Cinnamon - 5/5
As you'd expect from a technology that was forked from Gnome 3, Cinnamon looks very similar. Shown here in its lesser-known Ubuntu habitat, it improves on the native Unity interface by having a system tray, which shows running apps and minimised windows, and keeping the toolbars at the top of the main application window, rather than using one global menu that changes depending on what app is in focus at the time.
Cinnamon also has a main menu in the bottom left of the screen, and while there is a search facility in there, your applications are still grouped in a menu structure, so you can choose for yourself whether to navigate the menus (useful if you can remember what something does but not what it's called) or type its name in the search box (useful only if you know what it's called).
It's also the shiniest of the desktops on test here, with some lovely transparency effects.
Trinity - 3/5
For our money, Trinity isn't as pretty as the others in this Roundup, but that's not where its strengths lie. It's clearly laid out, a new user can switch it on and know what to do instantly, and it doesn't overload your eyes with pointless effects.
Of the five desktops, Trinity presents the user with the most obvious ways of changing the default appearance. As always when you're given loads of themes and config options, there are many more ways of getting it wrong than there are of getting it right, but the default is to have a main application menu in the bottom-left, a system tray and virtual desktops along the bottom, and it all makes perfect sense.
For migrating Windows 7 users scared by the lack of a Start button in Windows 8, this is the most sensible choice of desktop.
Xfce - 4/5
Before Mate became the low-fat alternative desktop for Gnome users, Xfce was the low-fat alternative desktop for Gnome users. The graphical environment is built with GTK 2, which is the same toolkit used by Gnome up until the release of Gnome 3. This has the massive advantage that all those applications that were developed for Gnome work seamlessley in Xfce, with no need to load extra libraries to clog things up.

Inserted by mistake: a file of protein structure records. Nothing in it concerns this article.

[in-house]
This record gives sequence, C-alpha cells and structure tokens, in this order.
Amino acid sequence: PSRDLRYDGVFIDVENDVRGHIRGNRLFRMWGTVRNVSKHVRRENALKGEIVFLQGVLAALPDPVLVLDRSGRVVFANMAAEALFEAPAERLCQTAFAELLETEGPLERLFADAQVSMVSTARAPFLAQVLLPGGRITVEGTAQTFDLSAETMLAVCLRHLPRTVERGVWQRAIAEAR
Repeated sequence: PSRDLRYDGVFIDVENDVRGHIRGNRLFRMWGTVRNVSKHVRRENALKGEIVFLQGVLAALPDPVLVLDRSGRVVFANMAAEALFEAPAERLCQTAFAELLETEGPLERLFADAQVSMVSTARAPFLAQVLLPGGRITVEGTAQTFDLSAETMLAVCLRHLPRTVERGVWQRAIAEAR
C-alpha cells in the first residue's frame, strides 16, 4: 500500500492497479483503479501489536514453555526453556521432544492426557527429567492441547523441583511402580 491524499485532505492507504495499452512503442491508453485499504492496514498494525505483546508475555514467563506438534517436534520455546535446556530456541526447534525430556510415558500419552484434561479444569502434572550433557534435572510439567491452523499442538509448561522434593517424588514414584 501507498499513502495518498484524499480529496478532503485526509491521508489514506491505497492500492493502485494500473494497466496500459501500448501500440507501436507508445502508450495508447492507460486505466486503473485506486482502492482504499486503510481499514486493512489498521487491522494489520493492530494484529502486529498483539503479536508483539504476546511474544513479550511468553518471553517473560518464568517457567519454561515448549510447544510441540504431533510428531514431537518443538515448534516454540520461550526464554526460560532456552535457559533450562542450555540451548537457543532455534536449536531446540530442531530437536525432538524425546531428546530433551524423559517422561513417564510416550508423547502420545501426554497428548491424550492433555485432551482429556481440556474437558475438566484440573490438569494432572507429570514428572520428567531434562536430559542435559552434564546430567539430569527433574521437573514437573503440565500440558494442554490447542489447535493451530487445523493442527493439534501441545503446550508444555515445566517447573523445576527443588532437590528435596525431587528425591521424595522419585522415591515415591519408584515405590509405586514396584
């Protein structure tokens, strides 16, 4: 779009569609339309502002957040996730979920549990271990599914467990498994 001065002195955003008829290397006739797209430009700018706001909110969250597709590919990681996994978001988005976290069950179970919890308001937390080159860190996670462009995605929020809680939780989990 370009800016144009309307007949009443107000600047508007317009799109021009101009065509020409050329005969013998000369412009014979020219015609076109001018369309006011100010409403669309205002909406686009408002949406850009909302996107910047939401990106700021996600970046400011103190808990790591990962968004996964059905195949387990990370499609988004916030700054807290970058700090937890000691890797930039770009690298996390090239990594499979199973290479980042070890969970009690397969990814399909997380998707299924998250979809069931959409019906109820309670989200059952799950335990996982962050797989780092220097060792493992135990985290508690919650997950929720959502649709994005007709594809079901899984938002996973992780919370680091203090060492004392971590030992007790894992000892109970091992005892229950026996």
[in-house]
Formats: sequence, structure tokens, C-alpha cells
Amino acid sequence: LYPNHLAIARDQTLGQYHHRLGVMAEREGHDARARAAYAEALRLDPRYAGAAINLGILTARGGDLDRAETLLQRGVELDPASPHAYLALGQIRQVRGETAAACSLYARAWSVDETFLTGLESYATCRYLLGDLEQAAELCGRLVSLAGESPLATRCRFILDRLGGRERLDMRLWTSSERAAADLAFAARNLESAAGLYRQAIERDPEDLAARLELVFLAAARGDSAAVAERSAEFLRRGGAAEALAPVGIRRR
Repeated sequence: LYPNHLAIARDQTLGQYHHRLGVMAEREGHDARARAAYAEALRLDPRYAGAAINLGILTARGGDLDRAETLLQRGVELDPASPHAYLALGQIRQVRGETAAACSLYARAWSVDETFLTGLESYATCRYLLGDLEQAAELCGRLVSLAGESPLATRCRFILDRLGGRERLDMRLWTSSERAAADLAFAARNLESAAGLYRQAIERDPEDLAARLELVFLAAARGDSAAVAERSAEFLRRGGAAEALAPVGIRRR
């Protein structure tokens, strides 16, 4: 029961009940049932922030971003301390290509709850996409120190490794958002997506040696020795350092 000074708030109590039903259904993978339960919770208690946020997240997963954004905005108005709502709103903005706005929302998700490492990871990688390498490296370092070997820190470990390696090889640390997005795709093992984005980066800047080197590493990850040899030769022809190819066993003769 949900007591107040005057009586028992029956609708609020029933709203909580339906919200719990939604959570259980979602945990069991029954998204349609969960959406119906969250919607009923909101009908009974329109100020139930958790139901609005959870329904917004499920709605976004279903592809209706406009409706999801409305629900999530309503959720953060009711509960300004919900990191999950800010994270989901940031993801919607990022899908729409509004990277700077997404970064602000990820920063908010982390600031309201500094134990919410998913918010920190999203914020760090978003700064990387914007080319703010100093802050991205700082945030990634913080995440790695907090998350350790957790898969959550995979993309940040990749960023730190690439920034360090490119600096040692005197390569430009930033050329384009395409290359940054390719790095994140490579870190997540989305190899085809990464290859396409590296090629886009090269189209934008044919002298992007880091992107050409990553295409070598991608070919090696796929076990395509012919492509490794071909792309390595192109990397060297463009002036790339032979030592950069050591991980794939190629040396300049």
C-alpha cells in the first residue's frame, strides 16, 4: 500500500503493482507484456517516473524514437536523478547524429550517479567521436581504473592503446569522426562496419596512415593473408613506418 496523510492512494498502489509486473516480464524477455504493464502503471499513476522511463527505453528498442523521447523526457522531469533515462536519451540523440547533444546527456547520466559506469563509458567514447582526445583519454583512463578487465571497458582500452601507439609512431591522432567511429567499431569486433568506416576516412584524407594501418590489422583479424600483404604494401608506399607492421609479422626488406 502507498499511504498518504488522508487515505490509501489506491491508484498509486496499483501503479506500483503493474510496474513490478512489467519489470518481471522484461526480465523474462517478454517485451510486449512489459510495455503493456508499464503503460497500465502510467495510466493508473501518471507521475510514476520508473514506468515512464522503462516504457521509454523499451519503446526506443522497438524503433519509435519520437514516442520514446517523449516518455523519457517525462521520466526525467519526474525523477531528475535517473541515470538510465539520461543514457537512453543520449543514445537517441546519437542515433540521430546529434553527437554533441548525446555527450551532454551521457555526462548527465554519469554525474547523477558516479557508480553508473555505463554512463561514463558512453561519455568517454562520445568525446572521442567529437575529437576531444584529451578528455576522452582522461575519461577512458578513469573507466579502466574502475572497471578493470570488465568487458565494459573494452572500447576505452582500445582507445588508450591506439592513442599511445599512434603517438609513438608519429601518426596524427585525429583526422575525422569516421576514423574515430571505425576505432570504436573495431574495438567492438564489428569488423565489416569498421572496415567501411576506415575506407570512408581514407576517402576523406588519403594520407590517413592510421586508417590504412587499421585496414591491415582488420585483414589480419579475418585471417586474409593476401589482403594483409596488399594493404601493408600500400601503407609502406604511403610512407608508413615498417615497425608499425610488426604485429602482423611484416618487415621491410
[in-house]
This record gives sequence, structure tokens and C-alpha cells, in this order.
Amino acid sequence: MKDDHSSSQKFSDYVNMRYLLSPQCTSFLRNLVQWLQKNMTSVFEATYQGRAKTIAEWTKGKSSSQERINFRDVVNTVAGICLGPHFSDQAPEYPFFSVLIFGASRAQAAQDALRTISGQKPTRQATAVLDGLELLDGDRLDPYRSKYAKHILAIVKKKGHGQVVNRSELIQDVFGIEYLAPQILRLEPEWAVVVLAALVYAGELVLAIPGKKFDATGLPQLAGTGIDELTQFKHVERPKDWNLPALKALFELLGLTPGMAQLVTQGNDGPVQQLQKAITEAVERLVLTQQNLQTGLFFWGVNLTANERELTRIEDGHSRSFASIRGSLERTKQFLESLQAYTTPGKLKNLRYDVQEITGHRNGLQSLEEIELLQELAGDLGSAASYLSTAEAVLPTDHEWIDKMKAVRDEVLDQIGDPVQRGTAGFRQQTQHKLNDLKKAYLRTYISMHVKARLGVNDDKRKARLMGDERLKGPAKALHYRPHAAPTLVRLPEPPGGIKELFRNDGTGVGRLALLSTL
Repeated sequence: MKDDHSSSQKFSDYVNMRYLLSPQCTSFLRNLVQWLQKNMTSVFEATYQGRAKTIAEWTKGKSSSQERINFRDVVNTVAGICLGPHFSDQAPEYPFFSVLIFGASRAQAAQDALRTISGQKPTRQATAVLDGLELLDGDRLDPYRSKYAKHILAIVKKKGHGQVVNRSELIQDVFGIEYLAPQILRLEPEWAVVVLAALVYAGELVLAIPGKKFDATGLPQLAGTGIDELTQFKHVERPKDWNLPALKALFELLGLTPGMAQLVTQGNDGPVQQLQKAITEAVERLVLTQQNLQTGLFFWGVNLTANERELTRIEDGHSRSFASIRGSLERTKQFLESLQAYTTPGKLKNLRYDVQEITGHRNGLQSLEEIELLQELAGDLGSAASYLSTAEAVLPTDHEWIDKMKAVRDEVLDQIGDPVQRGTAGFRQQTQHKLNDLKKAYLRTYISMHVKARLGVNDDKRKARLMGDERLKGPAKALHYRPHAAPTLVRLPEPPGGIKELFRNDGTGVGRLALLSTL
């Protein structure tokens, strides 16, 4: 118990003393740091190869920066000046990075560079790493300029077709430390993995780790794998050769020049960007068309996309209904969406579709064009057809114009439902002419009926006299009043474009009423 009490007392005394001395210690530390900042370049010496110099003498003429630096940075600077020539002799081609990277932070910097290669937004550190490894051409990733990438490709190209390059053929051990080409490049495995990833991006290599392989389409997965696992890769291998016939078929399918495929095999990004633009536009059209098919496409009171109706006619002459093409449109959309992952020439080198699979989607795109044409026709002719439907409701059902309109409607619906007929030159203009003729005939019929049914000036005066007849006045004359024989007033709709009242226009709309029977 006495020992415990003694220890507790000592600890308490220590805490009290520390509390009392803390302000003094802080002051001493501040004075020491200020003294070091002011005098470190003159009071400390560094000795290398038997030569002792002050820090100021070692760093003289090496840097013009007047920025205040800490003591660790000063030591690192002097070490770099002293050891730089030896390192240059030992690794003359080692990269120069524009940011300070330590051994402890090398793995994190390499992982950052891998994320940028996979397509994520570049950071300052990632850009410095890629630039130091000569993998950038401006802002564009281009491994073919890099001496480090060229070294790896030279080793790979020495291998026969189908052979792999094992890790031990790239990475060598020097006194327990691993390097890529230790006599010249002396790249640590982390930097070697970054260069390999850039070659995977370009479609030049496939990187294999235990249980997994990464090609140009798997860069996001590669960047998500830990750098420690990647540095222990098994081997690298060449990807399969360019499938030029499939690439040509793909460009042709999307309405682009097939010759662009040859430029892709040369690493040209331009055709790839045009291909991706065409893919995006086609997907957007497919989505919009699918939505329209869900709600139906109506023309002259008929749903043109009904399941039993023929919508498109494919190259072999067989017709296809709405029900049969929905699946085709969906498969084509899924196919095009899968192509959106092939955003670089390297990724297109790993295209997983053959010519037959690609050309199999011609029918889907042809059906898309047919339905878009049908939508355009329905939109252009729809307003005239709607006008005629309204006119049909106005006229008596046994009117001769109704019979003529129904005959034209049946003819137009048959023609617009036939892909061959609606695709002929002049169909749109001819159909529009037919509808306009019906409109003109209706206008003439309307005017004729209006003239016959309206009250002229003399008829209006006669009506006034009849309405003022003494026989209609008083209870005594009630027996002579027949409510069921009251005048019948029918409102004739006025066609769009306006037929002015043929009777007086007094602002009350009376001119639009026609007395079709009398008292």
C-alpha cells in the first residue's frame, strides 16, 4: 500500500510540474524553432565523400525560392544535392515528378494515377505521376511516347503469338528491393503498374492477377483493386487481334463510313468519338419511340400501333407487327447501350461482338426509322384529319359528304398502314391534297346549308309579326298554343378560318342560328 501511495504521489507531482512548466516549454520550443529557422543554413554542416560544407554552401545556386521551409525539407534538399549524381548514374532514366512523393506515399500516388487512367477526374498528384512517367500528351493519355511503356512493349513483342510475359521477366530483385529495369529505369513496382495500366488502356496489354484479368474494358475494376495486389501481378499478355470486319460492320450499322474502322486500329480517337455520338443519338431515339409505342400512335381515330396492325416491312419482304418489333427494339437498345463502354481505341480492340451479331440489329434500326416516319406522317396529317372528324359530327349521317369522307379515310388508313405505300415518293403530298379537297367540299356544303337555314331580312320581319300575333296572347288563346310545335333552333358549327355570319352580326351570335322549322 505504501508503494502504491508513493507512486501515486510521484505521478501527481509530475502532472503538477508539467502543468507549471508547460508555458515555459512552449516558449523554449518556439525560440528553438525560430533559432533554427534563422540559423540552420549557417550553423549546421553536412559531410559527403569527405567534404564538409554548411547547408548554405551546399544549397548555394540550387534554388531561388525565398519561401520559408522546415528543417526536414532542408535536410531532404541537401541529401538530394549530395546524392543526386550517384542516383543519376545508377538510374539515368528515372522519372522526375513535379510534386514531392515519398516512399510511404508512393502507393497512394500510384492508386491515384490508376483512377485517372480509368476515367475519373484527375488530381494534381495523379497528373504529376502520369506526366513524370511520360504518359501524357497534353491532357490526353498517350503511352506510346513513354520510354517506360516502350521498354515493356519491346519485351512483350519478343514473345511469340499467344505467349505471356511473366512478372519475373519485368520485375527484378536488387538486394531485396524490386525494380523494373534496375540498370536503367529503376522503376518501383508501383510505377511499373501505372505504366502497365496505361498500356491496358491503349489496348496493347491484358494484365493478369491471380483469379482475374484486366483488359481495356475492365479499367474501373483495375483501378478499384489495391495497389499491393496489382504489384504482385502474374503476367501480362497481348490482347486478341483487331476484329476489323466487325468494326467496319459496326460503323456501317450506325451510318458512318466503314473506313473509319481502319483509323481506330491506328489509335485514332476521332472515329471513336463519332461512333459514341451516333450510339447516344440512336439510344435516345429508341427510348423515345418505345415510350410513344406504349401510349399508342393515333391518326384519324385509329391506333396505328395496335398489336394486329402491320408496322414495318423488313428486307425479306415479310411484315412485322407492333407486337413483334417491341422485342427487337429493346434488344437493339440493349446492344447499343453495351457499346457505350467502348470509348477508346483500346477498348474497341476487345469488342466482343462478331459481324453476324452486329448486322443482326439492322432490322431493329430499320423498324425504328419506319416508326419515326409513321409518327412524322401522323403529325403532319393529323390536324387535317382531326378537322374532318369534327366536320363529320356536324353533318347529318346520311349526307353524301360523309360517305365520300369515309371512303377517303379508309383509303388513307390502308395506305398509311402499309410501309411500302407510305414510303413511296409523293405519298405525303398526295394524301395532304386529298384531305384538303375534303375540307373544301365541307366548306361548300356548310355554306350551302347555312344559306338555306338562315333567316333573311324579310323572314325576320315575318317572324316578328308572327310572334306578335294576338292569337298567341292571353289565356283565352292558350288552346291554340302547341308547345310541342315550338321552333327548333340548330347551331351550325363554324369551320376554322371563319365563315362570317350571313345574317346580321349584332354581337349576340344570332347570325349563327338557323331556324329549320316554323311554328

For the user, everything makes just as much sense as Trinity, with a main application menu, system tray, virtual desktops, applets and a notification area all along the top of the screen. The icons are smaller, so are either harder to identify or are less cluttered, according to taste.
One criticism of the interface is that some of the menus are cluttered with near-duplicate entries, which makes them hard to navigate.
Razor-qt - 3/5
As Xfce is to Gnome, so Razor-qt is to KDE. That is, it uses the same libraries and follows the same behaviour that its heavier relative does, but it's a lot lighter and cleaner, and, by doing less, has less to confuse new users. You can see this KDE heritage in the default blue of the desktop, and in the widgets (Razor-qt uses the same graphical toolkit as KDE does; in this case, Qt).
Unfortunately, the look is a little rough around the edges - perhaps as a consequence of choosing the wrong window manager at install time (you're asked to make a decision between Xfwm and Metacity when you install Razor-qt, without being made aware of the significance of the choice - we chose Metacity). For a better-integrated look, it would make sense to go with KWin - so why give us the option of Metacity in the first place?
The missing manuals are still out there, somewhere
Because they are intended as straightforward rewrites of old projects, Trinity and Mate are able to benefit from a huge amount of existing documentation. Even if you can't find the precise online HOWTO or FAQ that you need, the chances are that someone else will have asked exactly the same question in the many years of active development that Gnome 2 and KDE 3 had and will be able to point you in the right direction.
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